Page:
Thank you very much, Madam President, and thank you again for convening us on this critical issue today. And, we’re very grateful to our briefers – it was very good to hear their views on the really practical and impactful steps that this Council, but also other Member States, should take if we want to protect civilians and humanitarians.
As, I think, Mr Miliband said, this is not about us taking new initiatives, but it’s about the determination to ensure the application and delivery of existing commitments. Because, wherever there is war or armed conflict, civilians are always caught in the middle.
2022 has been another devastating year for civilians in conflict, including in Myanmar, in Syria and Ukraine, and, as we heard again today, in the number of displaced, passing 100 million, a desperate threshold.
In Ukraine, Russia is targeting civilian infrastructure and attacking civilians indiscriminately. No one can escape this fact.
In Myanmar, humanitarian workers are murdered along with the women and children they are aiding. And we heard, just today, about the IRC humanitarians attacked in the DRC, and our thoughts are with the victims – but they need more than just our thoughts.
In many conflicts, access to aid is being weaponised as a military strategy, increasing the human cost of war.
And, we have also seen parties to conflict treat with increasing contempt the international rules and humanitarian law designed to protect civilians in conflict.
Only last month, this Council debated ways to help prevent the scale of conflict related sexual violence around the world.
And, if I may say to Ms Boketa, although she’s not in the seat, I was really struck by the very practical response that her organisation is taking, and by the incredible stories of Solange and Chinema, but we owe them our side of the bargain as they strive to improve their own situation.
Action can also be supported in other ways by us as States, and I want to talk about three ways in which we can do that today:
The first is that States can do more on prevention by embedding civilian protections into their own domestic law and operations.
This includes putting in place appropriate legislation and institutional arrangements to comprehensively address violations and abuses of International Humanitarian Law and of human rights, and critically holding those who commit such violations and abuses accountable.
And this is the really important point – we cannot overstate the power of deterrence, or the cost of impunity.
The UK continues to produce voluntary reporting on our own domestic implementation of International Humanitarian Law, and we encourage others to do the same to establish that pattern of behaviour.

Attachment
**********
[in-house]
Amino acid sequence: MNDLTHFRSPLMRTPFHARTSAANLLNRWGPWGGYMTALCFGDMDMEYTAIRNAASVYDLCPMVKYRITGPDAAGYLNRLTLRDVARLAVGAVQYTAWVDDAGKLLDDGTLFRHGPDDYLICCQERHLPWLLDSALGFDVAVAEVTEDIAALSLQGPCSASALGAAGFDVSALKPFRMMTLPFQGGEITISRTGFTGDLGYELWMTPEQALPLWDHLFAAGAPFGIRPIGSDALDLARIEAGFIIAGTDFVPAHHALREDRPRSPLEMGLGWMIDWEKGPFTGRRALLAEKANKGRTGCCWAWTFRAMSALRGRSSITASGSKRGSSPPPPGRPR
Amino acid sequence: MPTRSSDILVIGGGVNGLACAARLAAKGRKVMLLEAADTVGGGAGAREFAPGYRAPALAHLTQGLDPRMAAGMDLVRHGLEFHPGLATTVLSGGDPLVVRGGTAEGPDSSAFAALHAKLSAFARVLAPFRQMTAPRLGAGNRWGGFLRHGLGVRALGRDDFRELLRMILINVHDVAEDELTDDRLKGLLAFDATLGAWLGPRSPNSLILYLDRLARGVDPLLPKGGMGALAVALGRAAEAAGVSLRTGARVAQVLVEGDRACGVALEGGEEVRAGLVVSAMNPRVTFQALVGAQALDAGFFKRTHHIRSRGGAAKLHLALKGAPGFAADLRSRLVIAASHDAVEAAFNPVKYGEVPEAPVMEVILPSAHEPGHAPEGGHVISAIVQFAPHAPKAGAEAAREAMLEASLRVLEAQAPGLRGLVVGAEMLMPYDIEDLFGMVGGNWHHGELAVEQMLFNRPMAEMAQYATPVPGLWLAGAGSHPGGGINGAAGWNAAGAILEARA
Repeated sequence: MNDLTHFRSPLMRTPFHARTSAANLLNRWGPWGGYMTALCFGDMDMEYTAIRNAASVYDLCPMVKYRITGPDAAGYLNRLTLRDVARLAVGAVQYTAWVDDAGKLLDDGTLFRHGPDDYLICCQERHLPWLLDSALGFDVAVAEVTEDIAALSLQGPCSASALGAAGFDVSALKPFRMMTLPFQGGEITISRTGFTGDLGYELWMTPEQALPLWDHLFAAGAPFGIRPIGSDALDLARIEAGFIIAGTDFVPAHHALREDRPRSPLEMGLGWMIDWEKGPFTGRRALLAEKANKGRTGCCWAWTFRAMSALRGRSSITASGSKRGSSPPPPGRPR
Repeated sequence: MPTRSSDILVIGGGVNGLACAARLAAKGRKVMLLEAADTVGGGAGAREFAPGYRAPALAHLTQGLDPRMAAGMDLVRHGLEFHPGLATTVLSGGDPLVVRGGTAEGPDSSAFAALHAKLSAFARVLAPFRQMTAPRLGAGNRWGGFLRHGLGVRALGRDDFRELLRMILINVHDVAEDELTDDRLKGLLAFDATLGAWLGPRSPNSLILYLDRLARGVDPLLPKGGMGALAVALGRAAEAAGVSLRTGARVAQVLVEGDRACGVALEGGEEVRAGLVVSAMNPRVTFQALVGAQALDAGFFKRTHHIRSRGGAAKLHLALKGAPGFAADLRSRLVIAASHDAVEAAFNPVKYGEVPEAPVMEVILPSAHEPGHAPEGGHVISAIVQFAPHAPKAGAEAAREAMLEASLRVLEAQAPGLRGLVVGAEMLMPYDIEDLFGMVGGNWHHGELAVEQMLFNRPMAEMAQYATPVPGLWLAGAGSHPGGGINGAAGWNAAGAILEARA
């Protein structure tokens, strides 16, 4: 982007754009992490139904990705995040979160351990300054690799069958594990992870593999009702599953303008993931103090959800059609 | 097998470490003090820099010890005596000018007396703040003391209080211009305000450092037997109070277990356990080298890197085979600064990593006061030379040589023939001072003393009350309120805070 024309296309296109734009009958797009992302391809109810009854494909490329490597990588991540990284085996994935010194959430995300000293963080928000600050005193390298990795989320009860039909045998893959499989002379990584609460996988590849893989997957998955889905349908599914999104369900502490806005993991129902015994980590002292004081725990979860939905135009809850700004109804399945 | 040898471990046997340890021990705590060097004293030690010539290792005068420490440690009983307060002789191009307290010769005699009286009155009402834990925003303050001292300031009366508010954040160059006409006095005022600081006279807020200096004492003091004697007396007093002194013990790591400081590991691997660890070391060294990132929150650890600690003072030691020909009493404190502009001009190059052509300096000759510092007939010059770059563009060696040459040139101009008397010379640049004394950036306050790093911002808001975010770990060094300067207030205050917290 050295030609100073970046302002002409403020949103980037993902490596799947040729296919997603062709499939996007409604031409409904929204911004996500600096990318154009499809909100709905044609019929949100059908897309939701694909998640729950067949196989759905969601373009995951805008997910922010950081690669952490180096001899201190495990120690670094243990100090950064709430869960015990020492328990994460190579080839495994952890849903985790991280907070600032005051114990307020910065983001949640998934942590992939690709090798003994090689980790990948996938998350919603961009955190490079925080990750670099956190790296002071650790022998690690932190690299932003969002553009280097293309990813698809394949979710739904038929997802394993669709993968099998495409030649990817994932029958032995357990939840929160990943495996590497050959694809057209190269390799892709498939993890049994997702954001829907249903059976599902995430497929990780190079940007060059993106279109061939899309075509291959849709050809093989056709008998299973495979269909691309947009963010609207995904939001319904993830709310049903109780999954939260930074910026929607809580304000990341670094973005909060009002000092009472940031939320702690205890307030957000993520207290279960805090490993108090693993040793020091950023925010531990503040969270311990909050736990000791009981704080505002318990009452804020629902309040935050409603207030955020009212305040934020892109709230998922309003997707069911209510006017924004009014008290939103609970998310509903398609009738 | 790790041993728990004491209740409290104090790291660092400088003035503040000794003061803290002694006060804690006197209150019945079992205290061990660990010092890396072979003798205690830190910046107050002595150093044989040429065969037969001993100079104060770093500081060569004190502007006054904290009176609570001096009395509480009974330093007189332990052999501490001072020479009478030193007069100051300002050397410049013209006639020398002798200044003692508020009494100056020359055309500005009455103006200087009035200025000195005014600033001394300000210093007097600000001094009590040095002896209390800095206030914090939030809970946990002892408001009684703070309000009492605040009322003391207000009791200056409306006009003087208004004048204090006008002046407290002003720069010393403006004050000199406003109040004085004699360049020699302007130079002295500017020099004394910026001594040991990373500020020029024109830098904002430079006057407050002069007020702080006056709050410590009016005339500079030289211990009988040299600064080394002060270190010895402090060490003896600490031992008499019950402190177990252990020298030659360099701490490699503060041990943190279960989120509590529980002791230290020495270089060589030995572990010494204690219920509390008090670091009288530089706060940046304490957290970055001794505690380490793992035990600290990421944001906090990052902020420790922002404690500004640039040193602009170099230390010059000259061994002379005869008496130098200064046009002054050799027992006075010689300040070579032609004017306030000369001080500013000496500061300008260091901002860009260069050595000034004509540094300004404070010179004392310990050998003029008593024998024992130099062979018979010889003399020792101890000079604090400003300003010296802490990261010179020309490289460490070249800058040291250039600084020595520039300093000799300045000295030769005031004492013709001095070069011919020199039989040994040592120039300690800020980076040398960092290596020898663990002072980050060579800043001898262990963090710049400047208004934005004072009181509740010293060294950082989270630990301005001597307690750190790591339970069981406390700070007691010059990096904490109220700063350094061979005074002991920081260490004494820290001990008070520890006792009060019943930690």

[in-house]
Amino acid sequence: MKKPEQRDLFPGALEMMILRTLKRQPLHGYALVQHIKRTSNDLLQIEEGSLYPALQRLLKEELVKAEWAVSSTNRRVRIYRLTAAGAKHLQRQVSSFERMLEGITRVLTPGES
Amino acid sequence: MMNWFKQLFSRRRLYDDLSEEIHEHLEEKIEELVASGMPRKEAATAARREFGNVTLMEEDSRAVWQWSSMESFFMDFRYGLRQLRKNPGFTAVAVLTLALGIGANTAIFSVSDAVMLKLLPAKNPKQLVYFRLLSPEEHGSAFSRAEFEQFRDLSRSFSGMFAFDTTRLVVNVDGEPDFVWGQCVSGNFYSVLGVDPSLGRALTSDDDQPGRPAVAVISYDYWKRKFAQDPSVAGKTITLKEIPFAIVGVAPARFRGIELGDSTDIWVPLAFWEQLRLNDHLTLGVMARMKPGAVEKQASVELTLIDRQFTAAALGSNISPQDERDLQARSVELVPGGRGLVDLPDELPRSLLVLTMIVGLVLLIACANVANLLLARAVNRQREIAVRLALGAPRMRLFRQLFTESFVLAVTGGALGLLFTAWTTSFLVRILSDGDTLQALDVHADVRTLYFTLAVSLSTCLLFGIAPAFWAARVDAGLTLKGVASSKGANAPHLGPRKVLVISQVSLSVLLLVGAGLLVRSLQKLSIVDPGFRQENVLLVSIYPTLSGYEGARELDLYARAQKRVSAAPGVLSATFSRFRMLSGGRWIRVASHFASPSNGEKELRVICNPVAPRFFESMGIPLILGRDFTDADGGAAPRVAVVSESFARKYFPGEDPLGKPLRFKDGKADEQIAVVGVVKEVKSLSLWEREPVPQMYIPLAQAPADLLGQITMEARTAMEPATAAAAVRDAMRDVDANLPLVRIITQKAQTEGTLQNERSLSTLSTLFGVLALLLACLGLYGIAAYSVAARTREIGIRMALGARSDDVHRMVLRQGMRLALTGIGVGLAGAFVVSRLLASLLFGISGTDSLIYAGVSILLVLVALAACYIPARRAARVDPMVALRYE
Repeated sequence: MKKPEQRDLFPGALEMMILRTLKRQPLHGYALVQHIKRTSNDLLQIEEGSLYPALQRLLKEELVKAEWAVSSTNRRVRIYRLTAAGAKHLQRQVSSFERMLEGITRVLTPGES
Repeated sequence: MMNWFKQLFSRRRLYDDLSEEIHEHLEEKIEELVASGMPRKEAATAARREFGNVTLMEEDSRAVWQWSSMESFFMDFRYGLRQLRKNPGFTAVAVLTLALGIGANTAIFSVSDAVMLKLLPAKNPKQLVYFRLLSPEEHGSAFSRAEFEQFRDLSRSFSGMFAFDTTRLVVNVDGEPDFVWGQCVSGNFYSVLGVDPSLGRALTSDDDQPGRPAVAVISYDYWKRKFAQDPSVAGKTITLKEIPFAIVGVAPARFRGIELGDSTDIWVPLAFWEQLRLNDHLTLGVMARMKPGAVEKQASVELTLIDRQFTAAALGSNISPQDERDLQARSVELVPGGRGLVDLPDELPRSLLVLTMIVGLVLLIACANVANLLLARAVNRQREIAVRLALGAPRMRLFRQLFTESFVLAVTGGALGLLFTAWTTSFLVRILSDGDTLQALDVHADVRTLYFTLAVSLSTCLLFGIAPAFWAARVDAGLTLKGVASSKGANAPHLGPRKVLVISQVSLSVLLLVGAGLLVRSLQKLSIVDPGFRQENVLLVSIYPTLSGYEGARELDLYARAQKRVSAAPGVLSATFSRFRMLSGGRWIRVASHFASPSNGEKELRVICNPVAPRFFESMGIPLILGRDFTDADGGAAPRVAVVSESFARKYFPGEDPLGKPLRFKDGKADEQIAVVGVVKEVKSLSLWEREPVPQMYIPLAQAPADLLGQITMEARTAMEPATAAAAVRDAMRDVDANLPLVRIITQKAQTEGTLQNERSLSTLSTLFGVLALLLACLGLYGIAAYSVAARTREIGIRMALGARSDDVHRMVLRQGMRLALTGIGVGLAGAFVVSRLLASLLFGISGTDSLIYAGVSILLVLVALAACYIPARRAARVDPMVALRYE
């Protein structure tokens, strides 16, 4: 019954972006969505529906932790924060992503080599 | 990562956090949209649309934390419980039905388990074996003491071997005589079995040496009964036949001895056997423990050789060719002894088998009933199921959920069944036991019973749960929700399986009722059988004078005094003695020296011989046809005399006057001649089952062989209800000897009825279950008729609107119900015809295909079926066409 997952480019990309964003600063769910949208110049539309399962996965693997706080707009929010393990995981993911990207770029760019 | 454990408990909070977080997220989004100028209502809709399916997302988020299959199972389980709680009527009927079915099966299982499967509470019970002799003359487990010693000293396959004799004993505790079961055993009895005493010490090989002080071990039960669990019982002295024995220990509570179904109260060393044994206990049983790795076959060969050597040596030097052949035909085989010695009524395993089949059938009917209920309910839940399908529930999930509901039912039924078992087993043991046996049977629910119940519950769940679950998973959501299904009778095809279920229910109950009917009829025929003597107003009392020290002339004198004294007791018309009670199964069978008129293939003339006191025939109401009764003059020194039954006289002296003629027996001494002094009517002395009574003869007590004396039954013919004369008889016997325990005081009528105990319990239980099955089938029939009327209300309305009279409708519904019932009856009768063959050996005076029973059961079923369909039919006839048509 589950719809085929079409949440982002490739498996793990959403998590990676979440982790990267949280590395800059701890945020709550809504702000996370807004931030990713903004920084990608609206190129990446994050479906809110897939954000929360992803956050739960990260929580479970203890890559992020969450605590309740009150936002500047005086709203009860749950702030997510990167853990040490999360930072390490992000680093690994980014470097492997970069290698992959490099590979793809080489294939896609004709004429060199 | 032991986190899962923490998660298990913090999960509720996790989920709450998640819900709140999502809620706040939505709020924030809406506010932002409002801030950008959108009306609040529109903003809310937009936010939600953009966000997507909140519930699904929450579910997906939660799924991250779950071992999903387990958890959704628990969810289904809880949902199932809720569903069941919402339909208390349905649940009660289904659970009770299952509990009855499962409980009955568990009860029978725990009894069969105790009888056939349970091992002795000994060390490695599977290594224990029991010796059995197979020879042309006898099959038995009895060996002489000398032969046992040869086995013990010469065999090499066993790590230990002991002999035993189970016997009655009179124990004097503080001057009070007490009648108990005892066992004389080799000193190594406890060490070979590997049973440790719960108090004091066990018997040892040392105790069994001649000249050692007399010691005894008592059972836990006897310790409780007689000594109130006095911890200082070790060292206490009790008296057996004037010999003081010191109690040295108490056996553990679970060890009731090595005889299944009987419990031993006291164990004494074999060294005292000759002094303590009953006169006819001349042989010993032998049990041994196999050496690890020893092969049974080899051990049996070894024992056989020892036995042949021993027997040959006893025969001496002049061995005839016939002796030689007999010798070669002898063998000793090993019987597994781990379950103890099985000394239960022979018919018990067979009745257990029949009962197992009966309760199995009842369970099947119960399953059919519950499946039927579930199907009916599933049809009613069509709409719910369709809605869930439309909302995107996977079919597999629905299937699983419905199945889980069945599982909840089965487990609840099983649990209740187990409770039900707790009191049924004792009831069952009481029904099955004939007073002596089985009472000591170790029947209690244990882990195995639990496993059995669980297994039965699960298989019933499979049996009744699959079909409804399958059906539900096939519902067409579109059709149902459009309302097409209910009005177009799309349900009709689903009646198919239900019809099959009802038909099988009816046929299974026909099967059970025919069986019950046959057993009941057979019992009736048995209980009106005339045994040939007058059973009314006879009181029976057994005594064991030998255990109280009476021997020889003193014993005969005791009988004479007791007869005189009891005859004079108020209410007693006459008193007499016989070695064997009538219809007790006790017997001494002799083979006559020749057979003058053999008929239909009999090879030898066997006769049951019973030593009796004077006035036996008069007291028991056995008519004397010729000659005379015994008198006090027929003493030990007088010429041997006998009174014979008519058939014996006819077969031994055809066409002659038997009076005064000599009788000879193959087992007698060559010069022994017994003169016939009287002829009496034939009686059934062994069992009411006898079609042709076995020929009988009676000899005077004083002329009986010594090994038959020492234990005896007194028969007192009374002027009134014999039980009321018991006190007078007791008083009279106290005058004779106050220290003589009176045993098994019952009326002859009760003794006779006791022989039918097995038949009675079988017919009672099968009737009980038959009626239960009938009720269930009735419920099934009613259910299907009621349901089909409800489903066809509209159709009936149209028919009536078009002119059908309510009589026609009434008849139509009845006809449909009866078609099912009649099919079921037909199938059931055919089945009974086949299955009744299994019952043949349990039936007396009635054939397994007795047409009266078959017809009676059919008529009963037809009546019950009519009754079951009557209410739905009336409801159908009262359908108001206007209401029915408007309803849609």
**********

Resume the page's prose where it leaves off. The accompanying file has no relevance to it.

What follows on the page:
With the assistance of the British Red Cross, we are offering support to other States to produce their own reports to help identify best practice, to identify gaps in domestic law and ultimately to improve compliance.
The second area we can take action, is that we as members of this Council, as many of our briefers said this morning, can make better use of the tools we already have at our disposal for identifying and addressing threats to civilians.
That includes the tools established in Resolutions 2286, 2417 and 2573. They are designed to give us timely, evidence-based warnings when parties to conflict are blocking access, destroying indispensable civilian objects, or using starvation as a method of warfare.
As Mr Miliband said, they should not be allowed to gather dust, and we should all reflect on that.
And once the threats are identified, we have to be ready to take action. This Council must take decisions that advance humanitarian access, and, once again, we call on the whole Council to renew and expand resolution 2585, granting UN cross-border access to millions of Syrians.
And the third and final point, is that we need to do more to protect those working to aid civilians in some of the highest risk environments in the world, including through tackling, as we heard again today, the dangerous spread of misinformation and disinformation on the work of humanitarian organisations. This puts the lives of both humanitarian actors and the vulnerable civilians at risk.
And indeed, when it comes to disinformation, I’m afraid we have experts on this dangerous technique on this very Council. The Russians, today, have followed their discounted and patent nonsense about bio-labs in Ukraine with more attempts to obfuscate and distract us with further revisionist accounts of what happened in Bucha.
When it comes to the Russian delegation, fiction is stranger than the truth. But, such distraction attempts cannot obscure the blood of civilians on their hands, wrought day-after-day during this illegal invasion in Ukraine.
Frankly, it’s remarkable they have the chutzpah to speak on this agenda item. And, it’s no surprise they didn’t address the real issues.
Madam President, this Council has adopted many resolutions calling for accountability for attacks on humanitarian workers and civilians. We need to turn these words into action and ensure those responsible for such attacks are held accountable.
But, the reality is that time and time again, Members – especially some Permanent Members of this Council – block our attempts to protect civilians. They often use spurious arguments, designed to obscure their real self-interested reasons, and when they do this, they negate the true purpose of this Council – to save civilians from the horrors of war.
And at times, the track record of some States in our work does not align with the rhetoric that they themselves make in this Chamber, and we should reflect on that too.
For our part, the UK will continue to use our seat here to do the opposite – to support those providing relief, and to use the tools we have to take steps to prevent conflicts before they begin and assist civilians and humanitarians caught up in them.
Thank you, Madam President.